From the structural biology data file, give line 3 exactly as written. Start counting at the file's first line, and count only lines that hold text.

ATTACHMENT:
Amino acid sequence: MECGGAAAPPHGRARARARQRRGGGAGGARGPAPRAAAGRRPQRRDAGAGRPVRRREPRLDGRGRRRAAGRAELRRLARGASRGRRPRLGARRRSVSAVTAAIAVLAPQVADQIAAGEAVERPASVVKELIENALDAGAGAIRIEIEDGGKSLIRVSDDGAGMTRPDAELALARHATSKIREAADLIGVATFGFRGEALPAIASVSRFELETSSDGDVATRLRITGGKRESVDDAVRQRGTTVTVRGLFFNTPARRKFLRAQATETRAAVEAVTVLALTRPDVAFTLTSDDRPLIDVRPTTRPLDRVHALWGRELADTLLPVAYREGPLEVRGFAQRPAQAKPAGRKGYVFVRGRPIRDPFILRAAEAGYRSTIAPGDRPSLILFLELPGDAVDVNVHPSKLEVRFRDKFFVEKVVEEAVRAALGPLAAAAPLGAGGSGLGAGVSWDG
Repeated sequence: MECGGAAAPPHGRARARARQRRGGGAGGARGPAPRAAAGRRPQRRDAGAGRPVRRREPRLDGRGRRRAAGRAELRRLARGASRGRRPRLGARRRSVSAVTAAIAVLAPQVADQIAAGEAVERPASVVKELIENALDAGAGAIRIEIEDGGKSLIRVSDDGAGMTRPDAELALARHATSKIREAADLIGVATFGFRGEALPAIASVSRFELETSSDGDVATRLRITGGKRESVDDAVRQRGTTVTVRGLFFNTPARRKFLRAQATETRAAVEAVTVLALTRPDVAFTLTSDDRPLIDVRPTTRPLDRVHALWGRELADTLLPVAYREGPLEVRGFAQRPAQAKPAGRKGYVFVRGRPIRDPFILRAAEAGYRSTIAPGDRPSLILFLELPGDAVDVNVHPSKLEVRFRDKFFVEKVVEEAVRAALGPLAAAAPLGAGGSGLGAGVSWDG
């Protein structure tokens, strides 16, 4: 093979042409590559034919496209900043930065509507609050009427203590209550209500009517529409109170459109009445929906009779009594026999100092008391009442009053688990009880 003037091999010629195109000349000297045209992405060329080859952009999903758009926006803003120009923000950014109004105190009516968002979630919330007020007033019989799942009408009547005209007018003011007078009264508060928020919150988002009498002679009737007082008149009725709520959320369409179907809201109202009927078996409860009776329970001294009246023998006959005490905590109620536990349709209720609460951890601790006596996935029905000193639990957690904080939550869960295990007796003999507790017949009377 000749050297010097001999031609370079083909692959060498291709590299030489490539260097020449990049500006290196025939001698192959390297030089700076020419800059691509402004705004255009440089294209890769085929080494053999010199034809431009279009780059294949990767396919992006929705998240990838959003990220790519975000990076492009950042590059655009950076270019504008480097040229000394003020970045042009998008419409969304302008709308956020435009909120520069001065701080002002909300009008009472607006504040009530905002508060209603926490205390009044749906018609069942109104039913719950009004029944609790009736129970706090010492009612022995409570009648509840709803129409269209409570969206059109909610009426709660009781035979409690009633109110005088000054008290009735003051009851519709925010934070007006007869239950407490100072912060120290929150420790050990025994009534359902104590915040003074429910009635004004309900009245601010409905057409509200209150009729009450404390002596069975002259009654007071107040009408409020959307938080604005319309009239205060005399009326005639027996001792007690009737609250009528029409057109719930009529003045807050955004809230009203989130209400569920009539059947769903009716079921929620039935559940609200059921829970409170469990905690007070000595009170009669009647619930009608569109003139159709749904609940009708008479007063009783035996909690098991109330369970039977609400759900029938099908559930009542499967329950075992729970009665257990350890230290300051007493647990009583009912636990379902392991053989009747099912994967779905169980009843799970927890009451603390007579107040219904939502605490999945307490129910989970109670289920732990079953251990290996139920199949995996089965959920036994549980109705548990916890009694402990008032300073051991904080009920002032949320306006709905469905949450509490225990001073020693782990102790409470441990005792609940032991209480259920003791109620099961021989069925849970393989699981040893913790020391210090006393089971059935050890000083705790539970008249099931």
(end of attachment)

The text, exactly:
């Protein structure tokens, strides 16, 4: 093979042409590559034919496209900043930065509507609050009427203590209550209500009517529409109170459109009445929906009779009594026999100092008391009442009053688990009880 003037091999010629195109000349000297045209992405060329080859952009999903758009926006803003120009923000950014109004105190009516968002979630919330007020007033019989799942009408009547005209007018003011007078009264508060928020919150988002009498002679009737007082008149009725709520959320369409179907809201109202009927078996409860009776329970001294009246023998006959005490905590109620536990349709209720609460951890601790006596996935029905000193639990957690904080939550869960295990007796003999507790017949009377 000749050297010097001999031609370079083909692959060498291709590299030489490539260097020449990049500006290196025939001698192959390297030089700076020419800059691509402004705004255009440089294209890769085929080494053999010199034809431009279009780059294949990767396919992006929705998240990838959003990220790519975000990076492009950042590059655009950076270019504008480097040229000394003020970045042009998008419409969304302008709308956020435009909120520069001065701080002002909300009008009472607006504040009530905002508060209603926490205390009044749906018609069942109104039913719950009004029944609790009736129970706090010492009612022995409570009648509840709803129409269209409570969206059109909610009426709660009781035979409690009633109110005088000054008290009735003051009851519709925010934070007006007869239950407490100072912060120290929150420790050990025994009534359902104590915040003074429910009635004004309900009245601010409905057409509200209150009729009450404390002596069975002259009654007071107040009408409020959307938080604005319309009239205060005399009326005639027996001792007690009737609250009528029409057109719930009529003045807050955004809230009203989130209400569920009539059947769903009716079921929620039935559940609200059921829970409170469990905690007070000595009170009669009647619930009608569109003139159709749904609940009708008479007063009783035996909690098991109330369970039977609400759900029938099908559930009542499967329950075992729970009665257990350890230290300051007493647990009583009912636990379902392991053989009747099912994967779905169980009843799970927890009451603390007579107040219904939502605490999945307490129910989970109670289920732990079953251990290996139920199949995996089965959920036994549980109705548990916890009694402990008032300073051991904080009920002032949320306006709905469905949450509490225990001073020693782990102790409470441990005792609940032991209480259920003791109620099961021989069925849970393989699981040893913790020391210090006393089971059935050890000083705790539970008249099931």